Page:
Other shootings were perpetrated by disgruntled or troubled students, including at Olean High School in New York in 1974; Atlantic Shores Christian School in Virginia in 1988; Lindhurst High School in California in 1992; Bethel Regional High School in Alaska, Heath High School in Kentucky, and Pearl High School in Mississippi in 1997; and Westside Middle School in Arkansas in 1998.

The infamous shooting at Columbine High School in Colorado in 1999 shocked the national conscience and launched the concept of school shootings further forward as a growing and tragic problem. Since Columbine, American families have faced unimaginable tragedies at Santa Fe High, Marjorie Stoneman Douglas High, Sandy Hook Elementary, Red Lake High, as well as Santana High School in California in 2001, Rocori High School in Minnesota in 2003, SuccessTech Academy in Ohio in 2007, Chardon High School in Ohio in 2012, Sparks Middle School in Nevada in 2013, Marysville Pilchuck High School in Washington in 2014, Townville Elementary School in South Carolina in 2016, Aztec High School in New Mexico in 2017, Marshall County High School in Kentucky in 2018, Saugus High School in California in 2019, Oxford High School in Michigan in 2021, and countless others.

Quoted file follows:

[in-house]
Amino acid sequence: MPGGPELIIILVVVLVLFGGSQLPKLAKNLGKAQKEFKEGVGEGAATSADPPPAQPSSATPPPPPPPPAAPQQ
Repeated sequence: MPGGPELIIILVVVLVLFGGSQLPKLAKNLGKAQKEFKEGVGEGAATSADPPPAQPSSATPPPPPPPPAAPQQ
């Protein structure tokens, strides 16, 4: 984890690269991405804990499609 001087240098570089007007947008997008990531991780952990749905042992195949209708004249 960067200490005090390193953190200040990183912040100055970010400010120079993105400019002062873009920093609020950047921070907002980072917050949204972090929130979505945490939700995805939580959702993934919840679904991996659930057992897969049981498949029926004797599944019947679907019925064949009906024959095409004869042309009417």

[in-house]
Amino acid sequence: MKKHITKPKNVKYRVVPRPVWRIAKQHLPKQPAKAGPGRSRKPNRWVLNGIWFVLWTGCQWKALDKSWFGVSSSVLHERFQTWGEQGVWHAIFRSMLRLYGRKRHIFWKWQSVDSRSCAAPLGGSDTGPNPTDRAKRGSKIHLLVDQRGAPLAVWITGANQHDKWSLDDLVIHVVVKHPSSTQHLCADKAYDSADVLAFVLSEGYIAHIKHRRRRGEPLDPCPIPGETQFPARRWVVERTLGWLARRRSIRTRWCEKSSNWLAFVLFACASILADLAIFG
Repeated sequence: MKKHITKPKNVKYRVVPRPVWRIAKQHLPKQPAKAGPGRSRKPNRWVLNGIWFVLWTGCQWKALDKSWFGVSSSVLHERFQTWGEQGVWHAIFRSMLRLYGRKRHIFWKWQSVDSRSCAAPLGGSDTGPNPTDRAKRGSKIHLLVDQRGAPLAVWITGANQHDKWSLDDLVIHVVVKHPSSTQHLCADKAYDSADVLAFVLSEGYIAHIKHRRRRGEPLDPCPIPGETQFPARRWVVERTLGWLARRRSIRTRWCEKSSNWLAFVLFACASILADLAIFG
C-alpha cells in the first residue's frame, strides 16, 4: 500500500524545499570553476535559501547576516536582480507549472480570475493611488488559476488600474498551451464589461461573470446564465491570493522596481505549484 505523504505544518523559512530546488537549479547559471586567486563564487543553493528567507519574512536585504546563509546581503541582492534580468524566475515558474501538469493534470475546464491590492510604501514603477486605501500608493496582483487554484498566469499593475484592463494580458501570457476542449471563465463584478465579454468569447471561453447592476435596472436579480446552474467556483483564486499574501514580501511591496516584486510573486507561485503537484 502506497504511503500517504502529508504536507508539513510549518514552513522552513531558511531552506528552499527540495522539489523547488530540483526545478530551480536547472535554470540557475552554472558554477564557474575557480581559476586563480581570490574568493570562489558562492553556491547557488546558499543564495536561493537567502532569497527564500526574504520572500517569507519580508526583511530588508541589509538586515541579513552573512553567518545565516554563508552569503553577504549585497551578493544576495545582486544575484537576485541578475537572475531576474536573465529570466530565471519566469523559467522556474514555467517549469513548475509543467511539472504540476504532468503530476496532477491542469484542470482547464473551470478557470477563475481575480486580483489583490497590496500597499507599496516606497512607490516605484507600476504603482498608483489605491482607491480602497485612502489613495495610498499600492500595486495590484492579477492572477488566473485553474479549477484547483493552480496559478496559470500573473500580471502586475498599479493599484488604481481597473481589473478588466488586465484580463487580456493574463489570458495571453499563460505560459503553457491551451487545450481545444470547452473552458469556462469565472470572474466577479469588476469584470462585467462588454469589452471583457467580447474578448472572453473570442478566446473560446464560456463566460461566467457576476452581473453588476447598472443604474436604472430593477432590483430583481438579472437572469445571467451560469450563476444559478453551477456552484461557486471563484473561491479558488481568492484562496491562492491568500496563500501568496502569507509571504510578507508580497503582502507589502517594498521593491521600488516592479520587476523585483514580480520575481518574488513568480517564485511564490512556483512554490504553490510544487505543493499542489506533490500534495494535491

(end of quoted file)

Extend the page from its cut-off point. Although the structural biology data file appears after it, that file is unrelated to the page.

So if the guns in Americans’ hands and homes haven’t radically changed in the last few years, what has? As The Federalist’s Mark Hemingway noted, we’ve seen “no big advances in firearm lethality compared to what citizens could own decades before we ever had regular mass shootings.”

While humanity has been fallen since Eden, the past 50 years have seen countless indicators of exponential cultural decline, not the least of which have been falling marriage rates and skyrocketing numbers of children who are denied the chance to live with both their mother and father. We’re also seeing a pandemic of mental illness, which the years of mental angst and isolation caused by Covid school closures will certainly only worsen.

Americans are losing interest in the purpose and community that faith and church offer, losing respect for the sanctity of human life, and losing sight of the notion that a higher moral good exists than immediate self-gratification. Instead, we live under a cultural ethic that idolizes the indulgence of selfish desires even up to the point of taking the life of another.

Meanwhile, our politicians and academics pit Americans against each other based on the color of their skin, while the media machine grants notoriety to cowardly killers whose names deserve to be forgotten. Add to that our social media-crazed culture’s obsession with a few seconds of fame at any expense, and it’s clear that the gun market isn’t what’s radically changed. We need to address the rot we’ve sown for our children to grow up in, and no amount of blaming firearms for our culture’s depravity is going to change that.